I was always taught that the best solution to a man overboard situation was to stop the person going over in the first place. I grew up in a regime where a deck harness was worn the moment the ensign was lowered (those bright red flags you see on the back of some cruisers come with more rules of etiquette than the average garden party).

Indeed, most sail training vessels had wire stretched down each side that we clipped ourselves to whilst going about our numerous and varied duties on a wet slippery deck. How often have I nimbly slid along my deck sides completely unattached relying on a hand rail that was screwed in with Number 8 wood screws in 1972 – apart from its not any more its bolted through with M8 stainless bolts and washers because it did almost come adrift with me attached. Remembering that what may seem secure with a gentle pull may not hold out with the snatch weight of an 11 ½ stone man.

Life jackets were also de rigueur in my youth and had whistles attached and I am pretty sure that most people on the canal would come and see what the heck the noise was about should I decide to blow one in an emergency. My desire to escape modern life has lead me to the conclusion that on some stretches of the canal I am really on my own.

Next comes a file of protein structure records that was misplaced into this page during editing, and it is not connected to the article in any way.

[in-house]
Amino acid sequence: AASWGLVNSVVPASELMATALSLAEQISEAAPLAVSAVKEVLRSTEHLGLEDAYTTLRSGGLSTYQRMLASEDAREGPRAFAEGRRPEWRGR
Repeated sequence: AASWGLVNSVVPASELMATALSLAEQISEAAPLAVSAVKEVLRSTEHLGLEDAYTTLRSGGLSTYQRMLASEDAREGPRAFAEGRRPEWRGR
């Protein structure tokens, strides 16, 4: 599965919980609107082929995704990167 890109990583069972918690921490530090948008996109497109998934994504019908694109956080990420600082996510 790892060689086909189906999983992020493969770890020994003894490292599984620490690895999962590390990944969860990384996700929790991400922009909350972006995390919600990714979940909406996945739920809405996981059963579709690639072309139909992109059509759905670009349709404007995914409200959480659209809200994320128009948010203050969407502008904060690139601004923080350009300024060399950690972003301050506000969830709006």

Actually, Dawn Treader is a death trap. It has a wonderful aluminium framed wheel house and rear canopy but narrow roll up flaps and a high cockpit combing to clamber out – you then must negotiate the outside of the wheel house on a 3½ in deck before reaching the safety of the handrails. In the summer time great - with the canopy down you can easily step aboard. In the winter lethal!

So where is this all leading? Well I have taken the decision that despite the risk of strange looks DT is being rigged for Atlantic crossing.

  • Two old rigging lines are being attached securely allowing me to remain clipped on via a deck harness right up to the bow.
  • Extra hand holds all round the cockpit, (these don’t have to be fancy, loops of rope are ideal cheap and easy to move about) and a life jacket's worn the moment I leave the wheel house.
  • All mooring lines are long enough to reach from the bow back to the wheel house on both sides, so I no longer have to clamber about on deck.
  • In the advent of an emergency a folding grappling anchor kept by the helm that can be lobbed at anything secured or growing to the bank when I need to stop in a hurry- such as meeting a wide beam coming through the bridge at Martin Slade.